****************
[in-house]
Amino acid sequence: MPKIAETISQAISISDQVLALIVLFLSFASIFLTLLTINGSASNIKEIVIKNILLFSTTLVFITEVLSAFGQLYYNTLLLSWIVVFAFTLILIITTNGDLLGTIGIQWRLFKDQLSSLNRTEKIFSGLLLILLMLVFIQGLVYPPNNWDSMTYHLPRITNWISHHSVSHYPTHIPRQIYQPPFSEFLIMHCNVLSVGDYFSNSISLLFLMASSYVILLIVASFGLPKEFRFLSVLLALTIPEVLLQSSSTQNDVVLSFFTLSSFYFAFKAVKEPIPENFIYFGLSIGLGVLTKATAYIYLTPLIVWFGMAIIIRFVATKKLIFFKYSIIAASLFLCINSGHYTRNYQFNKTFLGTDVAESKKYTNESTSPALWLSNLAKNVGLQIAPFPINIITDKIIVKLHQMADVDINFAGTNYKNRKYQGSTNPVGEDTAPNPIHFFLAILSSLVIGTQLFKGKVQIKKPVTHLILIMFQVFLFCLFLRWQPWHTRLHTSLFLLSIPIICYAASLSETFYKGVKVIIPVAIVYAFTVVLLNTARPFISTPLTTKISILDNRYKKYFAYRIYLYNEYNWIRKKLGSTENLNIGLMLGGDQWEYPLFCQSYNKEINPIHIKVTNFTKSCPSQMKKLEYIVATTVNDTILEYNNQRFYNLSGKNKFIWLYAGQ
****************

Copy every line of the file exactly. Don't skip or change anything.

[in-house]
Amino acid sequence: MPKIAETISQAISISDQVLALIVLFLSFASIFLTLLTINGSASNIKEIVIKNILLFSTTLVFITEVLSAFGQLYYNTLLLSWIVVFAFTLILIITTNGDLLGTIGIQWRLFKDQLSSLNRTEKIFSGLLLILLMLVFIQGLVYPPNNWDSMTYHLPRITNWISHHSVSHYPTHIPRQIYQPPFSEFLIMHCNVLSVGDYFSNSISLLFLMASSYVILLIVASFGLPKEFRFLSVLLALTIPEVLLQSSSTQNDVVLSFFTLSSFYFAFKAVKEPIPENFIYFGLSIGLGVLTKATAYIYLTPLIVWFGMAIIIRFVATKKLIFFKYSIIAASLFLCINSGHYTRNYQFNKTFLGTDVAESKKYTNESTSPALWLSNLAKNVGLQIAPFPINIITDKIIVKLHQMADVDINFAGTNYKNRKYQGSTNPVGEDTAPNPIHFFLAILSSLVIGTQLFKGKVQIKKPVTHLILIMFQVFLFCLFLRWQPWHTRLHTSLFLLSIPIICYAASLSETFYKGVKVIIPVAIVYAFTVVLLNTARPFISTPLTTKISILDNRYKKYFAYRIYLYNEYNWIRKKLGSTENLNIGLMLGGDQWEYPLFCQSYNKEINPIHIKVTNFTKSCPSQMKKLEYIVATTVNDTILEYNNQRFYNLSGKNKFIWLYAGQ